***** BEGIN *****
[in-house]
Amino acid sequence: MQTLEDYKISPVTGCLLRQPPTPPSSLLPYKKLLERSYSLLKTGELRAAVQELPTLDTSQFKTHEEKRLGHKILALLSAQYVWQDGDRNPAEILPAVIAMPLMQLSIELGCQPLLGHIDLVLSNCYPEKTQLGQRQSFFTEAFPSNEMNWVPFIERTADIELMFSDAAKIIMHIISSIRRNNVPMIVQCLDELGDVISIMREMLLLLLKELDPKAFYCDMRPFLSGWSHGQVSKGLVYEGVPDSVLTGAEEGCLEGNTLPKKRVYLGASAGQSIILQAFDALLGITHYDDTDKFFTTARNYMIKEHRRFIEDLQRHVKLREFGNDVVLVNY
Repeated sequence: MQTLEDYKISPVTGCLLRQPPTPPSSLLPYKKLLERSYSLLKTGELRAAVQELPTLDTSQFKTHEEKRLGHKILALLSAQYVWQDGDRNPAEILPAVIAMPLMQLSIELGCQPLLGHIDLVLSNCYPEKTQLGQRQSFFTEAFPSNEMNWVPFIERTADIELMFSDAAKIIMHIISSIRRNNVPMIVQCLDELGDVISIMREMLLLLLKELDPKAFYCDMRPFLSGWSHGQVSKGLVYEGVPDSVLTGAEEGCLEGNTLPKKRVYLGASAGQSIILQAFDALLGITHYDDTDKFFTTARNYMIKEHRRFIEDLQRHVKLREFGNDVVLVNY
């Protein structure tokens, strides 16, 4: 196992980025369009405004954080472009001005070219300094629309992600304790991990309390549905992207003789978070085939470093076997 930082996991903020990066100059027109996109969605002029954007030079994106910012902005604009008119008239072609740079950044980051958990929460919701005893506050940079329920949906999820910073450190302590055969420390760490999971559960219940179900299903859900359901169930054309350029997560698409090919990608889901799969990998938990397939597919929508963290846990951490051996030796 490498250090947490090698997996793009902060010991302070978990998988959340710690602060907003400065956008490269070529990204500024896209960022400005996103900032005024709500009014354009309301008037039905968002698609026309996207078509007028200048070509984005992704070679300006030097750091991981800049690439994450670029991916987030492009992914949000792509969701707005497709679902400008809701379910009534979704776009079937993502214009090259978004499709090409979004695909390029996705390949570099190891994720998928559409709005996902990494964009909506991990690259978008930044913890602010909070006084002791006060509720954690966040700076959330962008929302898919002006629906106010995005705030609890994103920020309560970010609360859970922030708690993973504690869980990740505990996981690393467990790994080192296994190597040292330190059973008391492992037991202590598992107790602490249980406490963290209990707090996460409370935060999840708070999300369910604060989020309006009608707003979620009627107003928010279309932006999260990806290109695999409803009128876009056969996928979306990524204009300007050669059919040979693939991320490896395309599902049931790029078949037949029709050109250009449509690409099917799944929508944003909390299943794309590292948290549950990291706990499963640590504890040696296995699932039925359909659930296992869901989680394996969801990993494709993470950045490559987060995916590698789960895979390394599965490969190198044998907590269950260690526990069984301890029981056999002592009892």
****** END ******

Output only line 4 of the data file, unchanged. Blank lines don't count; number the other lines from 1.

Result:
């Protein structure tokens, strides 16, 4: 196992980025369009405004954080472009001005070219300094629309992600304790991990309390549905992207003789978070085939470093076997 930082996991903020990066100059027109996109969605002029954007030079994106910012902005604009008119008239072609740079950044980051958990929460919701005893506050940079329920949906999820910073450190302590055969420390760490999971559960219940179900299903859900359901169930054309350029997560698409090919990608889901799969990998938990397939597919929508963290846990951490051996030796 490498250090947490090698997996793009902060010991302070978990998988959340710690602060907003400065956008490269070529990204500024896209960022400005996103900032005024709500009014354009309301008037039905968002698609026309996207078509007028200048070509984005992704070679300006030097750091991981800049690439994450670029991916987030492009992914949000792509969701707005497709679902400008809701379910009534979704776009079937993502214009090259978004499709090409979004695909390029996705390949570099190891994720998928559409709005996902990494964009909506991990690259978008930044913890602010909070006084002791006060509720954690966040700076959330962008929302898919002006629906106010995005705030609890994103920020309560970010609360859970922030708690993973504690869980990740505990996981690393467990790994080192296994190597040292330190059973008391492992037991202590598992107790602490249980406490963290209990707090996460409370935060999840708070999300369910604060989020309006009608707003979620009627107003928010279309932006999260990806290109695999409803009128876009056969996928979306990524204009300007050669059919040979693939991320490896395309599902049931790029078949037949029709050109250009449509690409099917799944929508944003909390299943794309590292948290549950990291706990499963640590504890040696296995699932039925359909659930296992869901989680394996969801990993494709993470950045490559987060995916590698789960895979390394599965490969190198044998907590269950260690526990069984301890029981056999002592009892």